Hardly a day goes by without a report in the press about some new addiction. There are warnings about addiction to coffee. Popular psychology publications talk of “extreme sports addiction.” Some news reports even alert us to the perils of chocolate addiction. One gets the impression that life is awash in threats of addiction. People tend to equate the word “addiction” with “abuse.” Ironically, “addiction” is a subject of abuse.
Addiction versus Dependence
The American Society of Addiction Medicine defines addiction as a “chronic disease of brain reward, motivation, memory and related circuitry…characterized by the inability to consistently abstain, impairment in behavioral control, craving” that continues despite resulting destruction of relationships, economic conditions, and health. A major feature is compulsiveness. Addiction has a biopsychosocial basis with a genetic predisposition and involves neurotransmitters and interactions within reward centers of the brain. This compulsiveness is why alcoholics or other drug addicts will return to their substance of abuse even after they have been “detoxed” and despite the fact that they know it will further damage their lives.
Addiction is not the same as dependence. Yet politicians and many in the media use the two words interchangeably.
Addiction is not the same as dependence. Yet politicians and many in the media use the two words interchangeably. Physical dependence represents an adaptation to the drug such that abrupt cessation or tapering off too rapidly can precipitate a withdrawal syndrome, which in some cases can be life-threatening. Physical dependence is seen with many categories of drugs besides drugs that are commonly abused. For example, it is seen with many antidepressants, such as fluoxetine (Prozac) and sertraline (Zoloft), and with beta blockers like atenolol and propranolol, which are used to treat a variety of conditions including hypertension and migraines. Once a patient is properly tapered off of the drug on which they have become physically dependent, they do not feel a craving or compulsion to return to the drug.
Some also confuse tolerance with addiction. Similar to dependency, tolerance is another example of physical adaptation. Tolerance refers to the decrease in one or more effects a drug has on a person after repeated exposure, requiring increases in the dose.
The Media's Role in the Opioid Crisis
Writing in the Columbia Journalism Review, science journalist Maia Szalavitz ably details how journalists perpetuate this lack of understanding and fuel misguided opioid policies.
Many in the media share responsibility for the mistaken belief that prescription opioids rapidly and readily addict patients—despite the fact that Drs. Nora Volkow and Thomas McLellan of the National Institute on Drug Abuse point out addiction is very uncommon, “even among those with preexisting vulnerabilities.” Cochrane systematic studies of chronic pain patients 2010 and 2012 found addiction rates in the 1 percent range, and a report on over 568,000 patients in the Aetna database who were prescribed opioids for acute postoperative pain between 2008 and 2016 found a total “misuse” rate of 0.6 percent.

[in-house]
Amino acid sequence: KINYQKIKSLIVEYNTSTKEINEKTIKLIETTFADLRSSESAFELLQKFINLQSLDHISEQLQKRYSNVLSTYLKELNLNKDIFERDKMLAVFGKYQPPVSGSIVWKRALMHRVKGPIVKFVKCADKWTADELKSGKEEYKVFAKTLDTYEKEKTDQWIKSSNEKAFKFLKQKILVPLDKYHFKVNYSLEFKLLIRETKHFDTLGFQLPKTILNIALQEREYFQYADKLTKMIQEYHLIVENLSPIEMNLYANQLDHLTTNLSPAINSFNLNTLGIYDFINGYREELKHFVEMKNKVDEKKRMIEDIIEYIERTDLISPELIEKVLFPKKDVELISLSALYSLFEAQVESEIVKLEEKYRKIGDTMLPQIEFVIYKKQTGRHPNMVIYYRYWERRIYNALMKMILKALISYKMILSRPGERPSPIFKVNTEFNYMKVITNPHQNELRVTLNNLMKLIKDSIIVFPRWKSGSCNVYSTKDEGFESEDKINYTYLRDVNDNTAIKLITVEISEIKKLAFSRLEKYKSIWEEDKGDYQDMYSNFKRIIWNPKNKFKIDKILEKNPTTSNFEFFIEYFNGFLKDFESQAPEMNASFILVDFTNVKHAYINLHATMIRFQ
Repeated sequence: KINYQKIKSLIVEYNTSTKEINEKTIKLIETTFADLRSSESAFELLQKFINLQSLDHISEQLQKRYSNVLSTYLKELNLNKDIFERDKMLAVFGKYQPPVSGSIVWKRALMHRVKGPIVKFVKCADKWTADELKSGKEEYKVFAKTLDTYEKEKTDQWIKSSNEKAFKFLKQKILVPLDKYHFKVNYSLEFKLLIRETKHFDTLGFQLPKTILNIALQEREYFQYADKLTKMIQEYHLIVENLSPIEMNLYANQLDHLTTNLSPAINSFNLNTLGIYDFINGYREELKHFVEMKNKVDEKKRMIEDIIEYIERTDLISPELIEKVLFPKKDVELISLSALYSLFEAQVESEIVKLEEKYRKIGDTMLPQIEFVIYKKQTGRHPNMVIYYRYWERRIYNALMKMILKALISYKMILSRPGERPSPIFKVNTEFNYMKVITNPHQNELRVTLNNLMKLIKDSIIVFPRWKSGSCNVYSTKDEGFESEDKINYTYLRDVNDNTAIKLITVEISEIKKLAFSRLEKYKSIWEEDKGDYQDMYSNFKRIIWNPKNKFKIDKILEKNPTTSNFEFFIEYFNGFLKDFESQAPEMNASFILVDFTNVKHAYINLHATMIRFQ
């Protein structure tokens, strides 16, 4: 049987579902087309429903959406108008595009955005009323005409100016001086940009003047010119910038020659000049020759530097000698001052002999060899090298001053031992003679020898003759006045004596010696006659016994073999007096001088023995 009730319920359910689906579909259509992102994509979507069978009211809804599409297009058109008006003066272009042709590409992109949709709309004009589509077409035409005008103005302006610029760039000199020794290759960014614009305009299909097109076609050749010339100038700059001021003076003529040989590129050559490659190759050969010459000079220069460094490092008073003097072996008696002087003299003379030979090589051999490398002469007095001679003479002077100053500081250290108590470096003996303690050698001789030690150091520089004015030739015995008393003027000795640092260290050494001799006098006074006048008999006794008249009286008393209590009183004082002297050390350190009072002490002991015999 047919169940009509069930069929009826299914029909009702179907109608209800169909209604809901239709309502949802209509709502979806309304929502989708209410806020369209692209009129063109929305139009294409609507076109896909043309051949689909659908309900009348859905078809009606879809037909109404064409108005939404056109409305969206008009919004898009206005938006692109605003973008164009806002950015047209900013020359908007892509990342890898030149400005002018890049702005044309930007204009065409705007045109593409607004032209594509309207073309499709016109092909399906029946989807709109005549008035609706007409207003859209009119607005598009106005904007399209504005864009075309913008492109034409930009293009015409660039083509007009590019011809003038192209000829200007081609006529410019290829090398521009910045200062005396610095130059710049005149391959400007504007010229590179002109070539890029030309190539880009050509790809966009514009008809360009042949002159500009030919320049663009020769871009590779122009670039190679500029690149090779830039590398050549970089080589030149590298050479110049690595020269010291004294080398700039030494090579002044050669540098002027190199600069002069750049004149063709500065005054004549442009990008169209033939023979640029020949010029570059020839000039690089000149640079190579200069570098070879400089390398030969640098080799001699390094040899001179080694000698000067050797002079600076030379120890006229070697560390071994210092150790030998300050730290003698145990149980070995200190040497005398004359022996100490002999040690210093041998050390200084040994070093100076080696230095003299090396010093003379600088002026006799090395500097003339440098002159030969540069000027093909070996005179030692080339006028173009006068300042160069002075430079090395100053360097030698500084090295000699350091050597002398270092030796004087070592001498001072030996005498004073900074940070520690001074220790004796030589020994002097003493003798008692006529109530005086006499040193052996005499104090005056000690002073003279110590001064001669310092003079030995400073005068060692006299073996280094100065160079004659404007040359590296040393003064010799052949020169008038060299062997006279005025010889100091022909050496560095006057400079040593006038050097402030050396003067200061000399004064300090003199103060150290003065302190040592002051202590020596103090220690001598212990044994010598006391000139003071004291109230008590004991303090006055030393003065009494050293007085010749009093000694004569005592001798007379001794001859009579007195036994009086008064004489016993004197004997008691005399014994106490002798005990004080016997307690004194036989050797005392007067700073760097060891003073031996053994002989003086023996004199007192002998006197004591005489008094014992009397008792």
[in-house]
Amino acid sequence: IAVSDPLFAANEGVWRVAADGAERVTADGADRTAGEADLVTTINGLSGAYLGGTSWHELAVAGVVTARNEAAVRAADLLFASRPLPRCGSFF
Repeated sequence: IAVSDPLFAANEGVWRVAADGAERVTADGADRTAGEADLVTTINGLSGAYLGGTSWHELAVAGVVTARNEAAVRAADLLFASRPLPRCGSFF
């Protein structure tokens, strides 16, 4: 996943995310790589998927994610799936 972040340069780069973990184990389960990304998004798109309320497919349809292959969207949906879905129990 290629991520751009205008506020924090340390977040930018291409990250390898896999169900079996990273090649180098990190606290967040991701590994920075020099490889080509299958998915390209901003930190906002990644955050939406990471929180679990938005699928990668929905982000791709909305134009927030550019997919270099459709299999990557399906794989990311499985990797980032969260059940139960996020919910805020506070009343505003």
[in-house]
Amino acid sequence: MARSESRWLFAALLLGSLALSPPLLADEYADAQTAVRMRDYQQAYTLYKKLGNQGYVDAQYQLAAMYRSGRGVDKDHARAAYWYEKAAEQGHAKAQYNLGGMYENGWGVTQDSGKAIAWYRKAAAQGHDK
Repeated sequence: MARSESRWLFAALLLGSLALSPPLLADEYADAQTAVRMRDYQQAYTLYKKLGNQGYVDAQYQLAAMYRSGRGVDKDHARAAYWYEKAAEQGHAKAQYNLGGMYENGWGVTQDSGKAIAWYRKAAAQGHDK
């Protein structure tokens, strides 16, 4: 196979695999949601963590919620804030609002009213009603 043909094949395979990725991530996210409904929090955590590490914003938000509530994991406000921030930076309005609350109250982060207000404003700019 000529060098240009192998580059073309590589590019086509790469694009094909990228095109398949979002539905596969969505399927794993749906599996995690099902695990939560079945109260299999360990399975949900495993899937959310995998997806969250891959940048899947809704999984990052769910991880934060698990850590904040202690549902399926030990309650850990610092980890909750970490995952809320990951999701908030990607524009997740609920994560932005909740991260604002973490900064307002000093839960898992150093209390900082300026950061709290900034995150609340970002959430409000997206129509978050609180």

Equating dependency with addiction caused lawmakers to impose opioid prescription limits that are not evidence-based and is making patients suffer needlessly after being tapered too abruptly or cut off entirely from their pain medicine.
Equating dependency with addiction caused lawmakers to impose opioid prescription limits that are not evidence-based and is making patients suffer needlessly after being tapered too abruptly or cut off entirely from their pain medicine. In desperation, many seek relief in the black market, where they are exposed to heroin and fentanyl. Some resort to suicide. There have been enough reports of suicides that the U.S. Senate is poised to vote on opioid legislation that “would require HHS and the Department of Justice to conduct a study on the effect that federal and state opioid prescribing limits have had on patients—and specifically whether such limits are associated with higher suicide rate.” And complaints about the lack of evidence behind present prescribing policy led Food and Drug Administration Commissioner Scott Gottlieb to announce plans last month for the FDA to develop its own set of evidence-based guidelines.
Now there is talk in media and political circles about the threats of “social media addiction.” But there is not enough evidence to conclude that spending extreme amounts of time on the internet and with social media is an addictive disorder. One of the leading researchers on the subject stresses that most reports on the phenomenon are anecdotal, and peer-reviewed scientific research is scarce. A recent Pew study found the majority of social media users would not find it difficult to give it up. The American Psychiatric Association does not consider social media addiction or “internet addiction” a disorder and does not include it in its Diagnostic and Statistical Manual of Mental Disorders (DSM), considering it an area that requires further research.
This doesn’t stop pundits from warning us about the dangers of social media addiction. Some warnings might be politically motivated. Recent reports suggest Congress might soon get into the act. If that happens, it can threaten freedom of speech and freedom of the press. It can also generate billions of dollars in government spending on social media addiction treatment.
Before people see more of their rights infringed or are otherwise harmed by unintended consequences, it would do us all a great deal of good to be more accurate and precise in our terminology. It would also help if lawmakers learned more about the matters on which they create policy.